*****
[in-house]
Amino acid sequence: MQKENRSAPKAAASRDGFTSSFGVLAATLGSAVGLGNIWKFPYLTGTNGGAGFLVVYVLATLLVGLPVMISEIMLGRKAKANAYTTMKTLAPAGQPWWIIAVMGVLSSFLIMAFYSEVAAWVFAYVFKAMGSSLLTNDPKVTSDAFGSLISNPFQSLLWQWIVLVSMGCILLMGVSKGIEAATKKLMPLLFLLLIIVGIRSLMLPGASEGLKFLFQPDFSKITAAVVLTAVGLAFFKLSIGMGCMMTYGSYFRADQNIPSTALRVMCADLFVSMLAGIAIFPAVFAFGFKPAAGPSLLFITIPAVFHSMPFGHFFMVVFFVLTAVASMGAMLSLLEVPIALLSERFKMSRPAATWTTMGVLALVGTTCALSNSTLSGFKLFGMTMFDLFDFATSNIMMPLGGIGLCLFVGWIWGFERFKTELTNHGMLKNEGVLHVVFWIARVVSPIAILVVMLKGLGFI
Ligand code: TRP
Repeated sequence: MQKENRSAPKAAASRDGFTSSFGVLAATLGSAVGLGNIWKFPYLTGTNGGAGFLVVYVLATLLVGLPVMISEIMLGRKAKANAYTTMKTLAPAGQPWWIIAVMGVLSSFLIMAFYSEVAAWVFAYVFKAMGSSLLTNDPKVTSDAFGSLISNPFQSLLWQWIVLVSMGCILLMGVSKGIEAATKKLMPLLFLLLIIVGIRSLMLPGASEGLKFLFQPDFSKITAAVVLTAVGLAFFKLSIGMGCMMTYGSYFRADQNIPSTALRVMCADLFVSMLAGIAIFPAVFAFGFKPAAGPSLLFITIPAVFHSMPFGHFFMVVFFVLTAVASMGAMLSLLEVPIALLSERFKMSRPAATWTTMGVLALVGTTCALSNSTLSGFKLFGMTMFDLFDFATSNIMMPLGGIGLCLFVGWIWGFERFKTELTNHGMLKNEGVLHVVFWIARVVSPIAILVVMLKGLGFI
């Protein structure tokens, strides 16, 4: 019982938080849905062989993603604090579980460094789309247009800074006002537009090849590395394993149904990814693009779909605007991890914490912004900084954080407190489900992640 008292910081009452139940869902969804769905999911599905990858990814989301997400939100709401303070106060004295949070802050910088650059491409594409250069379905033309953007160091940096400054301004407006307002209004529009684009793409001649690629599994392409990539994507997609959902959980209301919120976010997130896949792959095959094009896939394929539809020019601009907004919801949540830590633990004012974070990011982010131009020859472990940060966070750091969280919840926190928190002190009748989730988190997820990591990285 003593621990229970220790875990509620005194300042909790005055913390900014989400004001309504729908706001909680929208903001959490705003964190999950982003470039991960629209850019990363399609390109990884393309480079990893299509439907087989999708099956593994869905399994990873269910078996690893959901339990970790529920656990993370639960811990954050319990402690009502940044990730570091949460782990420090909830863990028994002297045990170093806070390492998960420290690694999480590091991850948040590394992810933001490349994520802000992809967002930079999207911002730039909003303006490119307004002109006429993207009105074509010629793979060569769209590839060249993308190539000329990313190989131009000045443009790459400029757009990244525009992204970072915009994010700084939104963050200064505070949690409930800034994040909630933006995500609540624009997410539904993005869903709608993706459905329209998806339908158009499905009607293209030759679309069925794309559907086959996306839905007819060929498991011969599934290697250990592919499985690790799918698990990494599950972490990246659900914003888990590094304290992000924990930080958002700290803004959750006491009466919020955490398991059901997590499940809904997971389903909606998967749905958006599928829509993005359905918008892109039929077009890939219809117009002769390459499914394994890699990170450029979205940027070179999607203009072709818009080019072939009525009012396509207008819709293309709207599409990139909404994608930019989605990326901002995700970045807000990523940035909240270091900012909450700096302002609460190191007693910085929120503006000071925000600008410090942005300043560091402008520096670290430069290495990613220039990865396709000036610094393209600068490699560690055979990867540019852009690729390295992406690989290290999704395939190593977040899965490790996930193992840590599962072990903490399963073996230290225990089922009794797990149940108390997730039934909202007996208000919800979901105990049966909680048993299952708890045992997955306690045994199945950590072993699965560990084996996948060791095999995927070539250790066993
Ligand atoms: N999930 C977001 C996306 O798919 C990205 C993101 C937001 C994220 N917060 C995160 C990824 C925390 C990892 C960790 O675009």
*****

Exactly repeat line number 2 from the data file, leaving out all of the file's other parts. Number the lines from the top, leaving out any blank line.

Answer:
Amino acid sequence: MQKENRSAPKAAASRDGFTSSFGVLAATLGSAVGLGNIWKFPYLTGTNGGAGFLVVYVLATLLVGLPVMISEIMLGRKAKANAYTTMKTLAPAGQPWWIIAVMGVLSSFLIMAFYSEVAAWVFAYVFKAMGSSLLTNDPKVTSDAFGSLISNPFQSLLWQWIVLVSMGCILLMGVSKGIEAATKKLMPLLFLLLIIVGIRSLMLPGASEGLKFLFQPDFSKITAAVVLTAVGLAFFKLSIGMGCMMTYGSYFRADQNIPSTALRVMCADLFVSMLAGIAIFPAVFAFGFKPAAGPSLLFITIPAVFHSMPFGHFFMVVFFVLTAVASMGAMLSLLEVPIALLSERFKMSRPAATWTTMGVLALVGTTCALSNSTLSGFKLFGMTMFDLFDFATSNIMMPLGGIGLCLFVGWIWGFERFKTELTNHGMLKNEGVLHVVFWIARVVSPIAILVVMLKGLGFI